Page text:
Furthermore, the joint inflammation and instability around the herniated disc can lead to effusions and degenerative arthritis of the facet joints over time, causing further spinal degeneration. Even many physicians do not realize that the facet joint in the spine is very similar to the knee joint (it is a weight-bearing true synovial joint with fluid, capsule, cartilage, and often even has a meniscus!). As such, novel osteoarthritis treatments can be used for degenerative spinal conditions, including certain glycosaminoglycans and PRF, both of which are some of the only therapies that have evidence of regenerating cartilage degradation and protecting against arthritic changes (9) (10) (11) (12) (13). The facet joint capsule stabilizes the facet joint but can also degenerate over time or become injured in accidents with whiplash injuries or other head and neck trauma, and image-guided PRF, peptide, and/or prolotherapy injections can help address capsular ligament laxity or strain that may result in disabling neck pain (14) (15) (16) (17), especially in patients who have had whiplash injuries or connective tissue disorders (e.g., Ehlers-Danlos syndrome). Furthermore, PRF can also provide many additional significant benefits in back pain and spinal pathologies (18) (19) (20) (21) (22) (23) (24). PRF can also be concentrated with alpha-2-macroglobulin ("A2M") which acts as a master inhibitor of many cartilage-destroying enzymes and inflammatory processes, thus making it a new and unique therapeutic agent for degenerative disc disease and arthritis in the spine, and this can also be combined with another unique agent called pentosan (see the arthritis page for more information). Furthermore, PRF has also been shown to release growth factors and promote remyelination of nerves that are damaged (25) (26) (27) (28) (29) (30) (31) (32) (33) (34) (35).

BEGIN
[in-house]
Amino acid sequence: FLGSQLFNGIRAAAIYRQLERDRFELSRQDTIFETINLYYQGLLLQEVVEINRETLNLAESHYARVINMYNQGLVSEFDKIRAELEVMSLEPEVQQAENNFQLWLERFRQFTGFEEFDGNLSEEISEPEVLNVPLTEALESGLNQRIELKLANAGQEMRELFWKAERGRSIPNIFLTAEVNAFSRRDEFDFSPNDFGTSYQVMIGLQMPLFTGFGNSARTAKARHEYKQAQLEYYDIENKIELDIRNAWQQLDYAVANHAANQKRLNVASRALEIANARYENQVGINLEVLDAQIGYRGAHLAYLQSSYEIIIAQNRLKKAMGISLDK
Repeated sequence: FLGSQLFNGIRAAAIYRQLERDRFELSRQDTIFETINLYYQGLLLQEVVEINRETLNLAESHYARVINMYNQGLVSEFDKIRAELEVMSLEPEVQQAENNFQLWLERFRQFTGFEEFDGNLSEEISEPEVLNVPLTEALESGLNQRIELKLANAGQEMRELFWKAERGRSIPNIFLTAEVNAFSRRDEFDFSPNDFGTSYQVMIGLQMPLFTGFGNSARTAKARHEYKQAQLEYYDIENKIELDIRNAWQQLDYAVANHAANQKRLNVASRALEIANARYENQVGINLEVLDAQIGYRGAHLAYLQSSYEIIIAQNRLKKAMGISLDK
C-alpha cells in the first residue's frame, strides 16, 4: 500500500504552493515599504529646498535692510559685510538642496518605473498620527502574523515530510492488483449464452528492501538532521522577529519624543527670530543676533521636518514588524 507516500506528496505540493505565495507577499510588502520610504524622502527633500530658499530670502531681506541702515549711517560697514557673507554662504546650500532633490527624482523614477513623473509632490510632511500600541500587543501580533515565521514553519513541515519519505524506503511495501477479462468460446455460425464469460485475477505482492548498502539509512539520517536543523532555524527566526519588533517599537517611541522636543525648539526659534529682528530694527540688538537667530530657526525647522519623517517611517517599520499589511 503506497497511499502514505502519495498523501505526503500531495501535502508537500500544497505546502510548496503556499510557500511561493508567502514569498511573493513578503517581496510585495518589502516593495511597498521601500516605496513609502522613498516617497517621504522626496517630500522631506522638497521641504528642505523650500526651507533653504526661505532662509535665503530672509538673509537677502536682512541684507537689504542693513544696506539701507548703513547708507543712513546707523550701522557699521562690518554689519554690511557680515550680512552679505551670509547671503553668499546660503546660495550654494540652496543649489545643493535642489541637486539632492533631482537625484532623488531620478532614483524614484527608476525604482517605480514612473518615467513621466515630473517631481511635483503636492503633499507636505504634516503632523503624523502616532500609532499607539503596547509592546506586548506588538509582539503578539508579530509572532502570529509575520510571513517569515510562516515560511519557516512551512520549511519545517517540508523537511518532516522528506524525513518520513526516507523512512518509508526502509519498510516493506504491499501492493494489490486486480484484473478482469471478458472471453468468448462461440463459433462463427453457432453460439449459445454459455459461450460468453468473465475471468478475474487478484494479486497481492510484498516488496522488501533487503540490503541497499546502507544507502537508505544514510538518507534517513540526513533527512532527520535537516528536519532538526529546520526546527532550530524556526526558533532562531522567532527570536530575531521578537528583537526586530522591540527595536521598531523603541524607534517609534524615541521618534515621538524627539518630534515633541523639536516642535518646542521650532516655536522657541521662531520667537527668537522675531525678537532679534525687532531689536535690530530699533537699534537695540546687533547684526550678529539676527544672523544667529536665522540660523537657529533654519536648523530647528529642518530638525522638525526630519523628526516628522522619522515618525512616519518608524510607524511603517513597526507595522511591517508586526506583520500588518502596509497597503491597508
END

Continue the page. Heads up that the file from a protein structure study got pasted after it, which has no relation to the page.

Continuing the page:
As we age, the discs between the vertebral spine bones can degenerate, dehydrate, tear, herniate, or rupture. While you cannot feel the actual herniated disc itself (there are no nerves in the nucleus pulposus, often making it difficult to pin down what the primary source of pain is), you can certainly have dozens of different symptoms throughout the body screaming that something is wrong. In practice, these sorts of complex problems tend to arise in progressive ways, which is why even minor symptoms warrant careful investigation. Sometimes these symptoms can be resolved with well-known interventions, or they may also be precursors and warnings of more serious damage or chronic inflammatory degenerative processes that requires more advanced treatments and regenerative interventions.
In some cases, major surgery may be necessary, but the vast majority of the time the injury can be treated with more advanced and minimally-invasive treatments that have fewer risks and faster recovery. Interestingly, surgery is typically not a good remedy for back pain unless significant compression of the nerve root is involved, as removal of degenerative and herniated discs does not necessarily provide relief and may even worsen the back pain (e.g., failed back surgery syndrome, which has dozens of potential reasons, including misdiagnosis of pain generator or missed pathology, poor fusion or failed union, poor operative techniques, durotomy/fistula, myofascial pain, poor rehabilitation, implant irritation, inflammatory responses around the disc annulus, infection, arthropathy, mechanical changes in joint movement, instability and improper neural feedback) (36) (37) (38). In addition, once a patient goes down the road of back surgery, it is not uncommon that further surgeries will be necessary, such as when fused vertebrae force increased movement and mechanical stress on adjacent levels of the spine that then also tend to herniate (adjacent segment disease) or become arthropathic (39).